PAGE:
Tramways is a handsome production with a great art deco style.

But ultimately, being pretty isn't enough. If Tramways were all looks and no brain it would be hanging on my wall and not sitting on my shelf. Now that I think of it, Tramways doesn't spend much time on my shelf because it's usually out on the table. That's a very good thing.

Do I hear 20?

From the start, Tramways makes it known that you're in for something different. I don't have encyclopedic knowledge of every board game out there, but the auction system employed by the designer is new to me and it's not just different for novelty's sake. It's quirky and it's weird, but what a wonderfully odd beast it is.

Auction outcomes are determined in two ways. If you pass, you move to the last most available spot on the turn order track. If you have the highest bid at the beginning of your turn, you move to the firstmost available spot. Simple enough. What gives the auction its bite is the fact that you must pay immediately every time you adjust your bid, no matter the result. So as the auction goes around and around the table, it's entirely possible to pay out the nose and still end up last.

... what a wonderfully odd beast it is.

The auction forces you to be decisive with your bids. I've found that being bold with an opening bid can be cheaper in the long run than trying to outlast your opponents. Making small bids of $1 and $2 can mask the amount of money you're truly expending. Then you get emotionally invested and before your know it, you've blown $12 when you probably could have scared everyone off with a bid of $8 to start. That's not say you can't chip away at the auctions and come out in a favorable spot. If you notice your opponents bid high, you might throw in a dollar just to see where things go. Let them drain their resources until they're forced to pass, giving you a favorable position for pennies on the dollar. There is no set strategy. Your bids are dictated by your needs and the actions of your opponents. As it should be. It forces you to consider the game state. How immediate are your needs? What do your opponents want? What are you willing to spend? Can your opponents match you? Are they they type of people to outbid you out of spite or are they calm and collected? It does what a good auction is supposed to do. It brings the players and their intentions to the forefront. You aren't interacting with a cold, calculating game system. You're engaged with live, cutthroat opponents who will do what it takes to make sure you're squeezed out of a favorable position.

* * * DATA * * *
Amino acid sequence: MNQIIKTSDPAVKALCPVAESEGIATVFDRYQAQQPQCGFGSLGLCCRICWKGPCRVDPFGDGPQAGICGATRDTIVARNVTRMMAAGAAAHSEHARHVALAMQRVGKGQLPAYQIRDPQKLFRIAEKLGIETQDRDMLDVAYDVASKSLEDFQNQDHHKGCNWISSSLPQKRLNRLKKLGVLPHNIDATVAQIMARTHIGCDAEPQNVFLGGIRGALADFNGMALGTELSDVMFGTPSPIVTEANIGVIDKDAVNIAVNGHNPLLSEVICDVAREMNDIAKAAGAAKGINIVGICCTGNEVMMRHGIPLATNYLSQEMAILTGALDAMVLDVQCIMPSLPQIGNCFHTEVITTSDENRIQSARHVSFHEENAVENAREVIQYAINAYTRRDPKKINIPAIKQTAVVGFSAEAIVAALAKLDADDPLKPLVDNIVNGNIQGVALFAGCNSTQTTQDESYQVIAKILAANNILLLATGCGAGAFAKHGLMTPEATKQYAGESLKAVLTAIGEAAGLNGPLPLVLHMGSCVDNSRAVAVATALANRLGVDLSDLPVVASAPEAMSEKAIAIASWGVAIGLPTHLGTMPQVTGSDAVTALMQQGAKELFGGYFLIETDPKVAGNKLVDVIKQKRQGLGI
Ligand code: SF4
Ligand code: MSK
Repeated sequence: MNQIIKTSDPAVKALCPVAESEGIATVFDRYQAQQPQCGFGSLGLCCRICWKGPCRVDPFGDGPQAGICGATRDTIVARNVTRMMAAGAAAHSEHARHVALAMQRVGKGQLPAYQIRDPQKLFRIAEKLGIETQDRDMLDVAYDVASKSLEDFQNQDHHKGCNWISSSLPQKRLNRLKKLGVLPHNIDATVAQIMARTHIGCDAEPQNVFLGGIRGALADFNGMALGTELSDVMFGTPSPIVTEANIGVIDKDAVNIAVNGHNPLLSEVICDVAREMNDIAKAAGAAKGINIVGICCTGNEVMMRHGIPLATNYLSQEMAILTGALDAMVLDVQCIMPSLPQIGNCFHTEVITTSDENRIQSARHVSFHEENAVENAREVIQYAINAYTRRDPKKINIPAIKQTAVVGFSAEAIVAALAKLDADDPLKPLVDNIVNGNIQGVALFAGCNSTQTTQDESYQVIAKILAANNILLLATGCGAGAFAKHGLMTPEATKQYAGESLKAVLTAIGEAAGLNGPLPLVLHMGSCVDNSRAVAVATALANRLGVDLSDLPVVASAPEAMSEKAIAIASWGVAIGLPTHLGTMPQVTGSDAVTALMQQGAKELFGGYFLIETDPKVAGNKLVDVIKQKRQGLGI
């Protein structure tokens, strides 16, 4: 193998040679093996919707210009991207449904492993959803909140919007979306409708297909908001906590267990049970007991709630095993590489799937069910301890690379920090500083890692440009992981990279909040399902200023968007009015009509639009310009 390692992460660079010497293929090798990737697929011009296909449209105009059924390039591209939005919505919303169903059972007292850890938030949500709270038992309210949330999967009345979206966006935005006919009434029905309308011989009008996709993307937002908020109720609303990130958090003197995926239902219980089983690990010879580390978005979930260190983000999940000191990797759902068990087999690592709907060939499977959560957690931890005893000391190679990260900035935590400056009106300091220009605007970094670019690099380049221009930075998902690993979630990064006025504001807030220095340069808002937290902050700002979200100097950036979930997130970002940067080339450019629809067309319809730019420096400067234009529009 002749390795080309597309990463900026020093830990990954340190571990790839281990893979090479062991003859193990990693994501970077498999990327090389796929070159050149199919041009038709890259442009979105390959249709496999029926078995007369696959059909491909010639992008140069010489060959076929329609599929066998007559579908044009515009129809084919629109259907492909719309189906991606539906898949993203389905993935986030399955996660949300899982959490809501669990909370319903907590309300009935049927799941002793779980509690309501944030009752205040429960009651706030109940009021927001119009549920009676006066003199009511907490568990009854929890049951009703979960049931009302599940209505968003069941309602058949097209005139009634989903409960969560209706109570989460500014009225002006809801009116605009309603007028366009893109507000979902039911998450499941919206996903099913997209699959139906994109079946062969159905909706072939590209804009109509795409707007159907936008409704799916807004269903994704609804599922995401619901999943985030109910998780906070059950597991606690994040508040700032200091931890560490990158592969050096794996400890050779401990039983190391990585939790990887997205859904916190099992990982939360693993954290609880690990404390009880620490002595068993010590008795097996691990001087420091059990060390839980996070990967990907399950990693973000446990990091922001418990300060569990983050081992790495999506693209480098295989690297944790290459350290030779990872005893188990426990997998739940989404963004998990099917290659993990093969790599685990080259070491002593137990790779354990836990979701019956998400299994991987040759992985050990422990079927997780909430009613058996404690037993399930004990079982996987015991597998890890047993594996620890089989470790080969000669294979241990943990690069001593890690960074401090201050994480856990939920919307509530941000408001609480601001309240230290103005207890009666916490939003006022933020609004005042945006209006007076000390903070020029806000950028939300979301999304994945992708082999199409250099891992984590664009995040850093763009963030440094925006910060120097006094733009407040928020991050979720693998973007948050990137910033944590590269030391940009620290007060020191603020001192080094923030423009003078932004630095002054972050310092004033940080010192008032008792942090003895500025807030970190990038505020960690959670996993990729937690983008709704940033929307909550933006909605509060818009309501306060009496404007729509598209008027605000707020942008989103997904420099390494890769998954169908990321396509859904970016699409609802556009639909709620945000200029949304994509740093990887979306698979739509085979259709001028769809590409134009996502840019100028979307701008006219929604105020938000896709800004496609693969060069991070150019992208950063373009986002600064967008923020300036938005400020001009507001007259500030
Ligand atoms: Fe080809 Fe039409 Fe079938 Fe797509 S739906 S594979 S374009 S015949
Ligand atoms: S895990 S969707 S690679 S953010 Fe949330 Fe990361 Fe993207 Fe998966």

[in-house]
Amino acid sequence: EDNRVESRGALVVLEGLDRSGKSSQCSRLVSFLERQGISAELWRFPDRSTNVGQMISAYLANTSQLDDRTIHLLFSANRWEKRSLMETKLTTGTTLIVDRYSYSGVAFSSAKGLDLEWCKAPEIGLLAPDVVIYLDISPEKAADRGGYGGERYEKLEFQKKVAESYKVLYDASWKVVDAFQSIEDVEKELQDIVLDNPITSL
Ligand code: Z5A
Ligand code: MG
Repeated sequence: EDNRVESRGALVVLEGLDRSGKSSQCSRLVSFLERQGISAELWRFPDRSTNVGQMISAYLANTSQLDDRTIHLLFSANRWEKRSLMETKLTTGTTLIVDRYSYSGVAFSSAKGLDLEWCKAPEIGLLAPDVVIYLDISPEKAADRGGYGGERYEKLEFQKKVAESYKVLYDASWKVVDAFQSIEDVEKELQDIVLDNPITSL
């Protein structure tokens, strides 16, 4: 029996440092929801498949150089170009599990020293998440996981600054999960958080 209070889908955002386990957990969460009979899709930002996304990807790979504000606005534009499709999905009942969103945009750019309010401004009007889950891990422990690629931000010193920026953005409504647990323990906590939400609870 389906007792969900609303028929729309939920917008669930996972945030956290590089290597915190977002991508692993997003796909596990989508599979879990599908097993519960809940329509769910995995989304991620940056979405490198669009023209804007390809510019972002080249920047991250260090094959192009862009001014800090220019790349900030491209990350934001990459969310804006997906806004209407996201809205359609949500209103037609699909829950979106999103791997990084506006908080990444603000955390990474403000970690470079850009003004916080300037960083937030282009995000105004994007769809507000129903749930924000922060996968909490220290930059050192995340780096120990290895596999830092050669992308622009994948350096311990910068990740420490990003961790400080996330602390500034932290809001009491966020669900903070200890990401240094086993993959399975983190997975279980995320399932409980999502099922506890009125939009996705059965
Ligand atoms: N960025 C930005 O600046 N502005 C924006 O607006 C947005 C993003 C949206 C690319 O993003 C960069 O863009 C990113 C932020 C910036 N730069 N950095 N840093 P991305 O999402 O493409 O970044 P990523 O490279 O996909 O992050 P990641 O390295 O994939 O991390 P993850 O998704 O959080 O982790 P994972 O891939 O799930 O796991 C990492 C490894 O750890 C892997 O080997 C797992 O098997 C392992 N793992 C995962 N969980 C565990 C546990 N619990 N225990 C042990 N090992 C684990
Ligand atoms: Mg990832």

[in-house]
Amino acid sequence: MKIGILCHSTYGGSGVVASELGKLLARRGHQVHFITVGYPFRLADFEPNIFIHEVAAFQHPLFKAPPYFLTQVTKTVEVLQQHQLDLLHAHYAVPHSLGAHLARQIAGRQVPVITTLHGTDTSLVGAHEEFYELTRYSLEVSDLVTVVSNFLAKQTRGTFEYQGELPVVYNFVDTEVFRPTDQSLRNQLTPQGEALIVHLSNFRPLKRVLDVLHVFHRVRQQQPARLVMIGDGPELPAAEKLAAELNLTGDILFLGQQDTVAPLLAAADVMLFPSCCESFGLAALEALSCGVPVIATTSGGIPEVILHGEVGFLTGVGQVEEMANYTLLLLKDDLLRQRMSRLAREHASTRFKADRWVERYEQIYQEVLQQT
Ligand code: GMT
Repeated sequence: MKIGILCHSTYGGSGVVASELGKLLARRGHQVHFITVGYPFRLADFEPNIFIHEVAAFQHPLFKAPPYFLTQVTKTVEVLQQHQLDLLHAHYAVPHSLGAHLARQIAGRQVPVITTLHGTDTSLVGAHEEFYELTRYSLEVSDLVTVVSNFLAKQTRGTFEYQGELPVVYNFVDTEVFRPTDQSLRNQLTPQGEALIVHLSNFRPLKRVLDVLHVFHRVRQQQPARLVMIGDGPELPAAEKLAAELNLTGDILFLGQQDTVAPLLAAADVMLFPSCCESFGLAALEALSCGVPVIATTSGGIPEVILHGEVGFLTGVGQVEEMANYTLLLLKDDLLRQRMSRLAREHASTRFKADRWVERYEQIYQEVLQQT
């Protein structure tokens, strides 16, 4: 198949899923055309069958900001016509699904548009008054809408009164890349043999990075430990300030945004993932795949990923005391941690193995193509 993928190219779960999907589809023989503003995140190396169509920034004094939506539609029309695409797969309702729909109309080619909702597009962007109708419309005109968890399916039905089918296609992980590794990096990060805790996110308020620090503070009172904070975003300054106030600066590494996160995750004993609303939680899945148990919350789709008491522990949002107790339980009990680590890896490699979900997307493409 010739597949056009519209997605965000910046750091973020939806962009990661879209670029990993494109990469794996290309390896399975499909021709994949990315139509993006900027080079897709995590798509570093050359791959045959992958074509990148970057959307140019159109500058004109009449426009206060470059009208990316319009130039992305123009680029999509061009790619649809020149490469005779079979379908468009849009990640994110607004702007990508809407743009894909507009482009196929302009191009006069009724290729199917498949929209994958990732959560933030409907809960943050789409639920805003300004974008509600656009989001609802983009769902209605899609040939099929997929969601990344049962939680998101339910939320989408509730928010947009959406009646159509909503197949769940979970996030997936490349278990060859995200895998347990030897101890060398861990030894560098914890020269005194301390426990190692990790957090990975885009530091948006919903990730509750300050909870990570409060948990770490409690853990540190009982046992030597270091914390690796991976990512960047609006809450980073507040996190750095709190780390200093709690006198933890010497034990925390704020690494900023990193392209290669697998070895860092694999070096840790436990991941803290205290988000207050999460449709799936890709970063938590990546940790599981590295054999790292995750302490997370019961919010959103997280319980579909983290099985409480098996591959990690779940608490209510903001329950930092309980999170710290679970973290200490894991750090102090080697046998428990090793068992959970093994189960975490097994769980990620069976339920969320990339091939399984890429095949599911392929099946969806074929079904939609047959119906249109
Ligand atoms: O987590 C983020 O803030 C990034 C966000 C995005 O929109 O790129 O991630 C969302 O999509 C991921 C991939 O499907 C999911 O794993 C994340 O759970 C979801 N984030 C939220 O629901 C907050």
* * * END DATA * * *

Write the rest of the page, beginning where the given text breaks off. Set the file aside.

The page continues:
Tramways employs a hybrid approach when it comes to open information. Everyone can see how much cash you have available and will bid accordingly. What they can't see are the cards you have in your hand. Some of the action cards can be used in place or to augment your bid. By playing these cards during the auction, you give up the ability to use them during the action phase. You're not giving up actions (you'll still have the same amount), you're giving up flexibility. It's one less card at your disposal to make your plans work out. You're making a value judgment that the turn order you (hopefully) win in the auction is worth more than the wiggle room that card would afford you on your turn. It also keeps players on their toes during the auction. They can make educated guesses as to how much you can bid, but they can never be quite sure what you're truly capable of. It keeps the game from bogging down due to players making mental calculations. It moves the mental game of the auction and shifts it slightly towards the gut, which matches my playstyle.